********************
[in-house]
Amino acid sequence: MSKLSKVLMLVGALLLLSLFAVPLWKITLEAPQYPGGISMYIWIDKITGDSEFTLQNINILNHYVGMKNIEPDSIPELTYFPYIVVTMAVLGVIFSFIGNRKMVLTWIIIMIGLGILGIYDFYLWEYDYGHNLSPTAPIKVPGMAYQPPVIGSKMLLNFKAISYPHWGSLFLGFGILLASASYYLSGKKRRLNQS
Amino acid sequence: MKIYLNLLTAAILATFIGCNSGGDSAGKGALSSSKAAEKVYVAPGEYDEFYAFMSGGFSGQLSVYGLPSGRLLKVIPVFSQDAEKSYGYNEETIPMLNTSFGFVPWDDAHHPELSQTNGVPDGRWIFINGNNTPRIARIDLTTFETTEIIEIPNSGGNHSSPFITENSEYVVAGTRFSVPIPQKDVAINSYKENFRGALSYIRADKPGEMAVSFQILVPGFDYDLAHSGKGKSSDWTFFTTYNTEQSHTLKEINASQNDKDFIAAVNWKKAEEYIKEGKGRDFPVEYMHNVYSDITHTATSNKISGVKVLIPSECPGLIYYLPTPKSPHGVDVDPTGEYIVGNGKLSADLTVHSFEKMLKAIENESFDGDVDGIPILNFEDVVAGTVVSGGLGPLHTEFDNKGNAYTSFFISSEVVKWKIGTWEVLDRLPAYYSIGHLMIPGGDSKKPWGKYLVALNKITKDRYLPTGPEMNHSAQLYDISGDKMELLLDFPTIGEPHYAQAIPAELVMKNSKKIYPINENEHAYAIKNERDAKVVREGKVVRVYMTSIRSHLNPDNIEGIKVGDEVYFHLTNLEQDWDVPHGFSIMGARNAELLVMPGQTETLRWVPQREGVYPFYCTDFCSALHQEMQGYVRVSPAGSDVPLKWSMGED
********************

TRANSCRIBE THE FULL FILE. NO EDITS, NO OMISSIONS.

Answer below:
[in-house]
Amino acid sequence: MSKLSKVLMLVGALLLLSLFAVPLWKITLEAPQYPGGISMYIWIDKITGDSEFTLQNINILNHYVGMKNIEPDSIPELTYFPYIVVTMAVLGVIFSFIGNRKMVLTWIIIMIGLGILGIYDFYLWEYDYGHNLSPTAPIKVPGMAYQPPVIGSKMLLNFKAISYPHWGSLFLGFGILLASASYYLSGKKRRLNQS
Amino acid sequence: MKIYLNLLTAAILATFIGCNSGGDSAGKGALSSSKAAEKVYVAPGEYDEFYAFMSGGFSGQLSVYGLPSGRLLKVIPVFSQDAEKSYGYNEETIPMLNTSFGFVPWDDAHHPELSQTNGVPDGRWIFINGNNTPRIARIDLTTFETTEIIEIPNSGGNHSSPFITENSEYVVAGTRFSVPIPQKDVAINSYKENFRGALSYIRADKPGEMAVSFQILVPGFDYDLAHSGKGKSSDWTFFTTYNTEQSHTLKEINASQNDKDFIAAVNWKKAEEYIKEGKGRDFPVEYMHNVYSDITHTATSNKISGVKVLIPSECPGLIYYLPTPKSPHGVDVDPTGEYIVGNGKLSADLTVHSFEKMLKAIENESFDGDVDGIPILNFEDVVAGTVVSGGLGPLHTEFDNKGNAYTSFFISSEVVKWKIGTWEVLDRLPAYYSIGHLMIPGGDSKKPWGKYLVALNKITKDRYLPTGPEMNHSAQLYDISGDKMELLLDFPTIGEPHYAQAIPAELVMKNSKKIYPINENEHAYAIKNERDAKVVREGKVVRVYMTSIRSHLNPDNIEGIKVGDEVYFHLTNLEQDWDVPHGFSIMGARNAELLVMPGQTETLRWVPQREGVYPFYCTDFCSALHQEMQGYVRVSPAGSDVPLKWSMGED